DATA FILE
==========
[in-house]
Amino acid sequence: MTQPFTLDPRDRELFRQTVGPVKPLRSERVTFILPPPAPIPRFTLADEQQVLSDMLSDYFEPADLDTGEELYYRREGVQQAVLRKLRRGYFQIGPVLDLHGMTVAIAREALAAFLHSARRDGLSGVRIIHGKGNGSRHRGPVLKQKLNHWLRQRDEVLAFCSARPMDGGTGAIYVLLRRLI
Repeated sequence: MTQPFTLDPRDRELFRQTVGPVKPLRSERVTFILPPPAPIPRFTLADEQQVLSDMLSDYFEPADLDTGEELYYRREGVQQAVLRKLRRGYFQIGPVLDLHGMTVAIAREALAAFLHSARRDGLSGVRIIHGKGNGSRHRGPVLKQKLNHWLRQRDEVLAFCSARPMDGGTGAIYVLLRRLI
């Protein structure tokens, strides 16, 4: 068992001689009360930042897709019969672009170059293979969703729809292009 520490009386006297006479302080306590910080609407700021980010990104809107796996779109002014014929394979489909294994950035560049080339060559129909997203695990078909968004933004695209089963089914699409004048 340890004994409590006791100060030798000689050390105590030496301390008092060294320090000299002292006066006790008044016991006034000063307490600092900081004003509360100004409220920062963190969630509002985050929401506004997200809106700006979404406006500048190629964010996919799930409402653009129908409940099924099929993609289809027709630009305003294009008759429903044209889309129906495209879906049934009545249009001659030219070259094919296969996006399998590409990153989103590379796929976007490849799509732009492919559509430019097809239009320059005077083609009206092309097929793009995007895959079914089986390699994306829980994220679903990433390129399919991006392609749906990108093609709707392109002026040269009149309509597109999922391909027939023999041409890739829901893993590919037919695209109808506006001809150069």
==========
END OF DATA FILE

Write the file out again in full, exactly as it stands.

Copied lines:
[in-house]
Amino acid sequence: MTQPFTLDPRDRELFRQTVGPVKPLRSERVTFILPPPAPIPRFTLADEQQVLSDMLSDYFEPADLDTGEELYYRREGVQQAVLRKLRRGYFQIGPVLDLHGMTVAIAREALAAFLHSARRDGLSGVRIIHGKGNGSRHRGPVLKQKLNHWLRQRDEVLAFCSARPMDGGTGAIYVLLRRLI
Repeated sequence: MTQPFTLDPRDRELFRQTVGPVKPLRSERVTFILPPPAPIPRFTLADEQQVLSDMLSDYFEPADLDTGEELYYRREGVQQAVLRKLRRGYFQIGPVLDLHGMTVAIAREALAAFLHSARRDGLSGVRIIHGKGNGSRHRGPVLKQKLNHWLRQRDEVLAFCSARPMDGGTGAIYVLLRRLI
């Protein structure tokens, strides 16, 4: 068992001689009360930042897709019969672009170059293979969703729809292009 520490009386006297006479302080306590910080609407700021980010990104809107796996779109002014014929394979489909294994950035560049080339060559129909997203695990078909968004933004695209089963089914699409004048 340890004994409590006791100060030798000689050390105590030496301390008092060294320090000299002292006066006790008044016991006034000063307490600092900081004003509360100004409220920062963190969630509002985050929401506004997200809106700006979404406006500048190629964010996919799930409402653009129908409940099924099929993609289809027709630009305003294009008759429903044209889309129906495209879906049934009545249009001659030219070259094919296969996006399998590409990153989103590379796929976007490849799509732009492919559509430019097809239009320059005077083609009206092309097929793009995007895959079914089986390699994306829980994220679903990433390129399919991006392609749906990108093609709707392109002026040269009149309509597109999922391909027939023999041409890739829901893993590919037919695209109808506006001809150069």